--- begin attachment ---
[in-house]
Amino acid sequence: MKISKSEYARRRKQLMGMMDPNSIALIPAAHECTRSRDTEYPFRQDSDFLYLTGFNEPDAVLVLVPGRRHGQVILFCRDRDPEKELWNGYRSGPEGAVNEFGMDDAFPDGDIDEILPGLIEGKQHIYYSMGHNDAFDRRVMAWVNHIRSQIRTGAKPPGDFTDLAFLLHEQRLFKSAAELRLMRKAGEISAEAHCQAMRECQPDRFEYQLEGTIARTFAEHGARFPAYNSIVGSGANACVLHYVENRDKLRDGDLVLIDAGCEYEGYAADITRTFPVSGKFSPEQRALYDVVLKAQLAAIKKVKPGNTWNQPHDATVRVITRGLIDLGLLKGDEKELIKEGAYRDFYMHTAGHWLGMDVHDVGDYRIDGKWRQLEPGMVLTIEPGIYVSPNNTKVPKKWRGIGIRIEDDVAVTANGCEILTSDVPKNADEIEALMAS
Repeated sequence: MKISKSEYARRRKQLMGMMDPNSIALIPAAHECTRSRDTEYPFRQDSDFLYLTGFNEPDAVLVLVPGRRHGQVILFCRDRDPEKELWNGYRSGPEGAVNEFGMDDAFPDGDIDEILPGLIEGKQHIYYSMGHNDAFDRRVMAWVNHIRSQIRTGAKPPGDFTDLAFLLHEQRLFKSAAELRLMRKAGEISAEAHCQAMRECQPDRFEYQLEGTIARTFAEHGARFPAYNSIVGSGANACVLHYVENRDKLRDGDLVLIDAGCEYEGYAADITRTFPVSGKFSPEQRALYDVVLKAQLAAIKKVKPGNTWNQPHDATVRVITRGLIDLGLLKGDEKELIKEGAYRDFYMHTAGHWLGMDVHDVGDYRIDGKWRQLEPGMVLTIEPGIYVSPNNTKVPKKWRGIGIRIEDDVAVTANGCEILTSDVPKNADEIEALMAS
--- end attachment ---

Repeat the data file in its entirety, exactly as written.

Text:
[in-house]
Amino acid sequence: MKISKSEYARRRKQLMGMMDPNSIALIPAAHECTRSRDTEYPFRQDSDFLYLTGFNEPDAVLVLVPGRRHGQVILFCRDRDPEKELWNGYRSGPEGAVNEFGMDDAFPDGDIDEILPGLIEGKQHIYYSMGHNDAFDRRVMAWVNHIRSQIRTGAKPPGDFTDLAFLLHEQRLFKSAAELRLMRKAGEISAEAHCQAMRECQPDRFEYQLEGTIARTFAEHGARFPAYNSIVGSGANACVLHYVENRDKLRDGDLVLIDAGCEYEGYAADITRTFPVSGKFSPEQRALYDVVLKAQLAAIKKVKPGNTWNQPHDATVRVITRGLIDLGLLKGDEKELIKEGAYRDFYMHTAGHWLGMDVHDVGDYRIDGKWRQLEPGMVLTIEPGIYVSPNNTKVPKKWRGIGIRIEDDVAVTANGCEILTSDVPKNADEIEALMAS
Repeated sequence: MKISKSEYARRRKQLMGMMDPNSIALIPAAHECTRSRDTEYPFRQDSDFLYLTGFNEPDAVLVLVPGRRHGQVILFCRDRDPEKELWNGYRSGPEGAVNEFGMDDAFPDGDIDEILPGLIEGKQHIYYSMGHNDAFDRRVMAWVNHIRSQIRTGAKPPGDFTDLAFLLHEQRLFKSAAELRLMRKAGEISAEAHCQAMRECQPDRFEYQLEGTIARTFAEHGARFPAYNSIVGSGANACVLHYVENRDKLRDGDLVLIDAGCEYEGYAADITRTFPVSGKFSPEQRALYDVVLKAQLAAIKKVKPGNTWNQPHDATVRVITRGLIDLGLLKGDEKELIKEGAYRDFYMHTAGHWLGMDVHDVGDYRIDGKWRQLEPGMVLTIEPGIYVSPNNTKVPKKWRGIGIRIEDDVAVTANGCEILTSDVPKNADEIEALMAS